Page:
In its debut year, Cheniere shipped 56 cargoes to 17 countries, including Mexico, China, and India. Last week, it reported its first quarterly earnings gain since 2010.
“We continue to be pleasantly surprised by the speed and magnitude” of demand, said Anatol Feygin, Cheniere’s chief commercial officer, during a conference call last week. “China and India underscored their potential to quickly increase LNG demand and tighten global markets.”
Just a year ago, Cheniere was at CERAWeek by IHS Markit, the energy industry’s yearly get-together in Houston, to talk about the launch of its first tanker from Sabine Pass.
Prior to the start of US exports last year, Asia and Europe were seen as the likeliest customers. Gas production in Europe is declining as demand grows and, in some cases, countries have expressed a desire to displace pipeline imports from Russia, seeking to diversify their supply at a time of unsettled geopolitics, according to Dougherty, of Societe Generale.
However, while analysts and traders watched whether Europe would emerge as a big buyer, Mexico, which already imports the most US gas by pipeline, quickly became the largest importer of shipped-in LNG from the US, followed by Chile. China, South Korea and Japan boosted buying during the winter. Perhaps the most unexpected customers were in the Middle East, as Jordan, Egypt and the UAE in tankers. Dominion Resources is expected to join the fray as a US exporter by the end of this year, with its Cove Point terminal in Maryland bringing the nation’s export capability to about 3.2bn cubic feet a day, according to Energy Aspects data.
For natural gas, it’s “a new world order” that not only promises to establish the US as the swing provider, but also allows emerging countries to take advantage of low prices, said Ted Michael, an LNG analyst with Genscape.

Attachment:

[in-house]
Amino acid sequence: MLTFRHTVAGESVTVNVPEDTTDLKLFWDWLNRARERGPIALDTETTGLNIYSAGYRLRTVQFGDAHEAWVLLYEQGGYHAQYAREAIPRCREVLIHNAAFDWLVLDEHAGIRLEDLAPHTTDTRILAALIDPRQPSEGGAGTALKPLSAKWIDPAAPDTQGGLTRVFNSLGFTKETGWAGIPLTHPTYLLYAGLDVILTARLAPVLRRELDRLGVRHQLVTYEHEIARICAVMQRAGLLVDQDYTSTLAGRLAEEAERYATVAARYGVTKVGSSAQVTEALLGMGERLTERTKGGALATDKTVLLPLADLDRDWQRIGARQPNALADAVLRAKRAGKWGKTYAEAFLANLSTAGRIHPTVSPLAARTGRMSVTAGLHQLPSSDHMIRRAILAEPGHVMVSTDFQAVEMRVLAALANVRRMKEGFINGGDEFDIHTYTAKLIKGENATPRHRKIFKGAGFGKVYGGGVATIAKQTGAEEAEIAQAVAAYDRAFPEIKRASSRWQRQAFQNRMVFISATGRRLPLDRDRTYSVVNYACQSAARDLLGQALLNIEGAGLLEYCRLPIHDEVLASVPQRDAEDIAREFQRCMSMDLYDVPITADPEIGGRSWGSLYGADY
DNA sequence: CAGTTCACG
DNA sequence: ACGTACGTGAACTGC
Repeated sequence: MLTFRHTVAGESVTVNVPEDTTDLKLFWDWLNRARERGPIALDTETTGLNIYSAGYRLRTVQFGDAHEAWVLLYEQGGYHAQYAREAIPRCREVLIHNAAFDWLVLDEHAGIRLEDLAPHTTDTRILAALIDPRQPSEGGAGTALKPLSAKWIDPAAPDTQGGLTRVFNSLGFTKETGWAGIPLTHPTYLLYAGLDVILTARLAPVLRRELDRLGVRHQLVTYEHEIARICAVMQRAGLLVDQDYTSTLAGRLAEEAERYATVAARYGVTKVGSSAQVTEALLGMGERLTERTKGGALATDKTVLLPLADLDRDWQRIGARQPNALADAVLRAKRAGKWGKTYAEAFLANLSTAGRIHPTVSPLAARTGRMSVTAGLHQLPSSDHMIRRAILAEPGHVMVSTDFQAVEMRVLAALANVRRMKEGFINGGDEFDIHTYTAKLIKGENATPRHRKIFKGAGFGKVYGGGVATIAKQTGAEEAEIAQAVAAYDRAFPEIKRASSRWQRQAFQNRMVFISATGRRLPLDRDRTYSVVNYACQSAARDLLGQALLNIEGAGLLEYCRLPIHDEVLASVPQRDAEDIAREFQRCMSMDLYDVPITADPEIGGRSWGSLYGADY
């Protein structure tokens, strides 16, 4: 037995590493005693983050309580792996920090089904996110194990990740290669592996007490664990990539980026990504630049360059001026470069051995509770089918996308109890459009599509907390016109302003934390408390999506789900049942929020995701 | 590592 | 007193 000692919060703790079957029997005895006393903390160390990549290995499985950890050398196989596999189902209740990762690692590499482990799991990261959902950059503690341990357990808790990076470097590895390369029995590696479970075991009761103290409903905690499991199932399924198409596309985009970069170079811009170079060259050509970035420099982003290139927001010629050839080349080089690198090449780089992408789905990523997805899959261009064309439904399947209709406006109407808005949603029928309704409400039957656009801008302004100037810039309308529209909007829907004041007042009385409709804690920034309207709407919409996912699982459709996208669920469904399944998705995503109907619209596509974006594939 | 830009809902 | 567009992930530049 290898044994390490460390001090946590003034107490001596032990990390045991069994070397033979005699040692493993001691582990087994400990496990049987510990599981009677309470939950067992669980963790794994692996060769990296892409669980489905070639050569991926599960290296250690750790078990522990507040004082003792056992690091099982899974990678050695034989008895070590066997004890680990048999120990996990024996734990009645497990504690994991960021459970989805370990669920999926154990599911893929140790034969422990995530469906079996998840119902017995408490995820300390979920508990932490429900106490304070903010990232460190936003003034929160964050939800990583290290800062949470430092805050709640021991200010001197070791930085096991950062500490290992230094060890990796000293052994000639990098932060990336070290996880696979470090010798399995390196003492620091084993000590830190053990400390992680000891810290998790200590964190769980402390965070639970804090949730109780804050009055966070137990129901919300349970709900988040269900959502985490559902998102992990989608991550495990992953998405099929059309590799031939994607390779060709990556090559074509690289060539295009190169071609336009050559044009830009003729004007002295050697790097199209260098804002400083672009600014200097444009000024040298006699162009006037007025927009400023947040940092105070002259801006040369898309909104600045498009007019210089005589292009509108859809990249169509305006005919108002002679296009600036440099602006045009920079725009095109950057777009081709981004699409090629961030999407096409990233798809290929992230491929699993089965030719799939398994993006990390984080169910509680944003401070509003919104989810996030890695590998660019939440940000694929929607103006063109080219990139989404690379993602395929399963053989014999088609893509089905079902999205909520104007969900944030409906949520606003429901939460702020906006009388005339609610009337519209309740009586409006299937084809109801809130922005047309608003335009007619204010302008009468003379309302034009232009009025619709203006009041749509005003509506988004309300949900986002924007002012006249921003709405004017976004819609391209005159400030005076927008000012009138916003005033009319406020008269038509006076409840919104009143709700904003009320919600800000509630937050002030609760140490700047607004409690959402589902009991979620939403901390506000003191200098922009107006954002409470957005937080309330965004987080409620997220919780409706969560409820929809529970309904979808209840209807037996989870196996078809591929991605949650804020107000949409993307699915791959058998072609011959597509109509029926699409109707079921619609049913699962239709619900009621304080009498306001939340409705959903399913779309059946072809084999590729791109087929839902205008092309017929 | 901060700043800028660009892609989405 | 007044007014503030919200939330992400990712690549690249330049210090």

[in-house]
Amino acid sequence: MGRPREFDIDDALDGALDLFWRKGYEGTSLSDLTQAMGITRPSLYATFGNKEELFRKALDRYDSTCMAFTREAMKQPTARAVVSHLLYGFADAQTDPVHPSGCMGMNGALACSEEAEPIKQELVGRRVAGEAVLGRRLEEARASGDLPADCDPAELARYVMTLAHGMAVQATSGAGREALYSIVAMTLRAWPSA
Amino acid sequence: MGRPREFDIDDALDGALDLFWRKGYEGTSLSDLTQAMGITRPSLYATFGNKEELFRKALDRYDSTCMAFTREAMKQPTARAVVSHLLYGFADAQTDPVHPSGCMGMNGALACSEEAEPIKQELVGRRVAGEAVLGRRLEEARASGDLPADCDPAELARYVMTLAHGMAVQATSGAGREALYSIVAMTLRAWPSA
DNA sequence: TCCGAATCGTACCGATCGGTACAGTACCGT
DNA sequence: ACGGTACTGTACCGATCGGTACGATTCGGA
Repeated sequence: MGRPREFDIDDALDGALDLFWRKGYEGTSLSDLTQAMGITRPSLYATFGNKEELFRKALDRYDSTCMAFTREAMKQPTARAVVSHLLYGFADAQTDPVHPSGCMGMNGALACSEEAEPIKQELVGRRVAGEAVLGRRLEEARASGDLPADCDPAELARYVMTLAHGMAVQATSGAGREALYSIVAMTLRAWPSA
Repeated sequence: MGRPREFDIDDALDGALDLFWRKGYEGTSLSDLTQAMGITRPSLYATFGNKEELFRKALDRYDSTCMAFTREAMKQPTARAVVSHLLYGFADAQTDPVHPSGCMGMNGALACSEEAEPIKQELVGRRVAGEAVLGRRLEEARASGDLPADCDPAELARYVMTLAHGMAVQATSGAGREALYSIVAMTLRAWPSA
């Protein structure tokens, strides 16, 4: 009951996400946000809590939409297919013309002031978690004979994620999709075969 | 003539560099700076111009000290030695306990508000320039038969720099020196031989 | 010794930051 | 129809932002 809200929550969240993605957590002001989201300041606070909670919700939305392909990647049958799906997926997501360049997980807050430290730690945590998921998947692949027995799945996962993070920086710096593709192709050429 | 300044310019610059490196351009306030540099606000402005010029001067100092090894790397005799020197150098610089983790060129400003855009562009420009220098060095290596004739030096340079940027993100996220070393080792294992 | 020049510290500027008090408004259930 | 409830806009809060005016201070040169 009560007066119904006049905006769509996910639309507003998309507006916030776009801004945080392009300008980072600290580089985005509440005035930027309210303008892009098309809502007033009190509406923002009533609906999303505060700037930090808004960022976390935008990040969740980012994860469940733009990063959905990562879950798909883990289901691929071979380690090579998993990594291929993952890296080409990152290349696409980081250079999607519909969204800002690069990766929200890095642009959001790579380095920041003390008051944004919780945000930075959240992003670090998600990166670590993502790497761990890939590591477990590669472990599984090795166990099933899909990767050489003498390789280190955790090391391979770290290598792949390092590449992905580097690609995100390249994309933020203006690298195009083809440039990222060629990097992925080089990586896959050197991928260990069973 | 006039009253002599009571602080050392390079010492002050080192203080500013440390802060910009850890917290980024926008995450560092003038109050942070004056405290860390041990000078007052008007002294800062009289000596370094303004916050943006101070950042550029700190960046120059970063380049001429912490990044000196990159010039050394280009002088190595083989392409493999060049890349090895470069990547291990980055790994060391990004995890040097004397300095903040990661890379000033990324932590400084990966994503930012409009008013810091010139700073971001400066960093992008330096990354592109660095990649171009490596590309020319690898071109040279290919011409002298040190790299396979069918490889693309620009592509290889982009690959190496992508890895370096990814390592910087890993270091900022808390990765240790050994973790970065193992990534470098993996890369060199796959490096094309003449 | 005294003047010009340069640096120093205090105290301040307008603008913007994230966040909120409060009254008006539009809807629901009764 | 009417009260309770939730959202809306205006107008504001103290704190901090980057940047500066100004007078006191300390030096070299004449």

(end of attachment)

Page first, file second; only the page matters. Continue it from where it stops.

Egypt, Jordan and Pakistan are already taking advantage of the change by using tankers docked at their shores that are basically floating factories, able to convert chilled fuel shipped into the country back into gas so it could be distributed on their pipelines. Outfitting ships with regasification plants are a third of the cost of building an onshore facility, and can be installed in a quarter of the time.
“The revolution has many moving parts,” Michael said. The broadening of outlets for exported gas could “easily” help boost US gas output by about a third to 100bn cubic feet a day in the next five years, he said.
The real test for US LNG will be in 2018 when Dominion’s Maryland terminal begins operating along with Gulf Coast terminals planned by Freeport LNG Development LLC and Cameron LNG, said Madeline Jowdy, senior director of global gas and LNG at Pira Energy Group in New York.
“US LNG has come on fairly quickly without any glitches,” Jowdy said by phone. “That’s great. You can’t take that for granted in terms of LNG production. I’m a little surprised they were able to place all the cargoes they were able to place.”